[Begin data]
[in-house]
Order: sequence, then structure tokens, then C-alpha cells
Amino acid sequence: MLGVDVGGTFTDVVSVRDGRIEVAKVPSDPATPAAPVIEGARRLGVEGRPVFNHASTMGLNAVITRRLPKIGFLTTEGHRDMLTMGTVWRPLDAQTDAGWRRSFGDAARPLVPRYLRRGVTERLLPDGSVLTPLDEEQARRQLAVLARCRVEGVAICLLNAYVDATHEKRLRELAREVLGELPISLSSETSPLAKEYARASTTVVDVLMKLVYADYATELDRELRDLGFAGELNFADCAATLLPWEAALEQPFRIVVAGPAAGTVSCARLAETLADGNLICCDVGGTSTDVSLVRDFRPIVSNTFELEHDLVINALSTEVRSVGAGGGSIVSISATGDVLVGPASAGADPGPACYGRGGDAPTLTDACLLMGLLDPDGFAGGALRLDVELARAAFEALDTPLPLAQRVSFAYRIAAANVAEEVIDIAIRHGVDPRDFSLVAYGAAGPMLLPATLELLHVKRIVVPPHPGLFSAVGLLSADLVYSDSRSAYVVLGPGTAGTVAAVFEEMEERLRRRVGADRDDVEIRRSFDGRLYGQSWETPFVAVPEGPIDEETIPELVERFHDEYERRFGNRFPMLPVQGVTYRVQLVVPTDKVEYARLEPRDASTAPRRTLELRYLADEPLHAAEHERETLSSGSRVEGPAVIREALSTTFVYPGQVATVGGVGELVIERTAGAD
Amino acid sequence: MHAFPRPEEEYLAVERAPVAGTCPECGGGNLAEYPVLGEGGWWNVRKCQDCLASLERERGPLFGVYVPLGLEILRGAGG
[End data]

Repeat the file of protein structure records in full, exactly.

[in-house]
Order: sequence, then structure tokens, then C-alpha cells
Amino acid sequence: MLGVDVGGTFTDVVSVRDGRIEVAKVPSDPATPAAPVIEGARRLGVEGRPVFNHASTMGLNAVITRRLPKIGFLTTEGHRDMLTMGTVWRPLDAQTDAGWRRSFGDAARPLVPRYLRRGVTERLLPDGSVLTPLDEEQARRQLAVLARCRVEGVAICLLNAYVDATHEKRLRELAREVLGELPISLSSETSPLAKEYARASTTVVDVLMKLVYADYATELDRELRDLGFAGELNFADCAATLLPWEAALEQPFRIVVAGPAAGTVSCARLAETLADGNLICCDVGGTSTDVSLVRDFRPIVSNTFELEHDLVINALSTEVRSVGAGGGSIVSISATGDVLVGPASAGADPGPACYGRGGDAPTLTDACLLMGLLDPDGFAGGALRLDVELARAAFEALDTPLPLAQRVSFAYRIAAANVAEEVIDIAIRHGVDPRDFSLVAYGAAGPMLLPATLELLHVKRIVVPPHPGLFSAVGLLSADLVYSDSRSAYVVLGPGTAGTVAAVFEEMEERLRRRVGADRDDVEIRRSFDGRLYGQSWETPFVAVPEGPIDEETIPELVERFHDEYERRFGNRFPMLPVQGVTYRVQLVVPTDKVEYARLEPRDASTAPRRTLELRYLADEPLHAAEHERETLSSGSRVEGPAVIREALSTTFVYPGQVATVGGVGELVIERTAGAD
Amino acid sequence: MHAFPRPEEEYLAVERAPVAGTCPECGGGNLAEYPVLGEGGWWNVRKCQDCLASLERERGPLFGVYVPLGLEILRGAGG